While the PG-13 rating didn’t let audiences see M3GAN in all her gory glory, with the film’s overwhelming popularity both in and out of the genre, we can only assume the inevitable M3GAN 2.0 will deliver the goods, and dial up the intensity, just like Child’s Play 2 before it. (Jacob Trussell)

8. Kayako (The Grudge)


With Hideo Nakata‘s Ring debuting in 1998, and Ju-On coming out in 2002, Sadako just misses the cutoff date for our list while Kayako comes right in under the line. And while Sadako and Ring have arguably had the bigger cultural impact globally, considering the world we’d face in the years after 2000, I find that Kayako is a far more appropriate analogue for the new millennium. An embodiment of agony, death, and vengefulness, Kayako — and by extension her son Toshio, and their cat Mar — is a revenant filled with violent despair after being senselessly murdered by her husband. That rage creates a curse over the house they once called home. Now, anyone who steps foot inside is doomed to be haunted by Kayako, Toshio, and Mar until they fall victim to the curse themselves. It’s a sick cycle of abuse that would have resonated with weary audiences in the years following September 11th.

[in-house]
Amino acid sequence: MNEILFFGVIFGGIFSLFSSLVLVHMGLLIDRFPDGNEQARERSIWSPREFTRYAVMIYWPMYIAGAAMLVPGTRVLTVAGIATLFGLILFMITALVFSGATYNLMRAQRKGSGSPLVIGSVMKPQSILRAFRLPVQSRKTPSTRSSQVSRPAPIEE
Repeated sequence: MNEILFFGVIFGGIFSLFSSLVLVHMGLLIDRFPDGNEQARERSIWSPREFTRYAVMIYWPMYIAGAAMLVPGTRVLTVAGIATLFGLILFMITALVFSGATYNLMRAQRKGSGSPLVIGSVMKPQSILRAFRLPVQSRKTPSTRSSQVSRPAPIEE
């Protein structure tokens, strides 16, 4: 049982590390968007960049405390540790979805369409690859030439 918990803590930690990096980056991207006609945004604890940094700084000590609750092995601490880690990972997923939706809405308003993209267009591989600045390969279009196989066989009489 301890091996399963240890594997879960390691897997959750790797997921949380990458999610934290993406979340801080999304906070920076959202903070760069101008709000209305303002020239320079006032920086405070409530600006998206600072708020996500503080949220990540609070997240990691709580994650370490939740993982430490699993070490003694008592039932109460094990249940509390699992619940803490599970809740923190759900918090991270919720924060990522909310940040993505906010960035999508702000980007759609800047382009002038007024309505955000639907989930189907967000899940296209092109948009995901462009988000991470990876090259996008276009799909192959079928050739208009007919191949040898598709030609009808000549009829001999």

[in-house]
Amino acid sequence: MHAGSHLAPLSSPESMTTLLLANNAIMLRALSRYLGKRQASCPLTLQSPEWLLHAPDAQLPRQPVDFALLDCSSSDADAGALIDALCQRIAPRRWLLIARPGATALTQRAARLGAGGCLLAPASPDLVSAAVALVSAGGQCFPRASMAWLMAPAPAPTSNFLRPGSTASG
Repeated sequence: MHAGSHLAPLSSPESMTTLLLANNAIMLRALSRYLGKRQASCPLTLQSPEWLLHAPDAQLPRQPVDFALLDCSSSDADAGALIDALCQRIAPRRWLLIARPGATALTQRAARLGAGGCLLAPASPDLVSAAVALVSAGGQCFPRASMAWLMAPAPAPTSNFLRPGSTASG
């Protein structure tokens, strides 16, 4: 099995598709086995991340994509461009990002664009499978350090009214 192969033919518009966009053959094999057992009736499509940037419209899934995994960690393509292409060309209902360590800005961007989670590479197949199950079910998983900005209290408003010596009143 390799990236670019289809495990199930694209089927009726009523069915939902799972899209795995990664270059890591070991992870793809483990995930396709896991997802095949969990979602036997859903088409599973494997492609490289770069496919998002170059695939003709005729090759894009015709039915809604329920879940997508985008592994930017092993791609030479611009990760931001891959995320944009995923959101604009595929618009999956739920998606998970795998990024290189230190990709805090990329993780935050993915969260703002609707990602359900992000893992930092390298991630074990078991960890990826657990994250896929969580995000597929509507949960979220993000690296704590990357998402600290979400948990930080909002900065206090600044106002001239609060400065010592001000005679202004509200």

Beyond the sheer power of the story, what I believe has vaulted Kayako into modern horror icon status is how the character has practically become the textbook definition of an Onryō; what western audiences would call “creepy girl ghost in Japanese horror movies.” Sadako may have introduced the Onryō to global audiences, but I find that Kayako perfected it, down to the skin-crawling croaking noise that has now become synonymous with this type of character. (Jacob Trussell)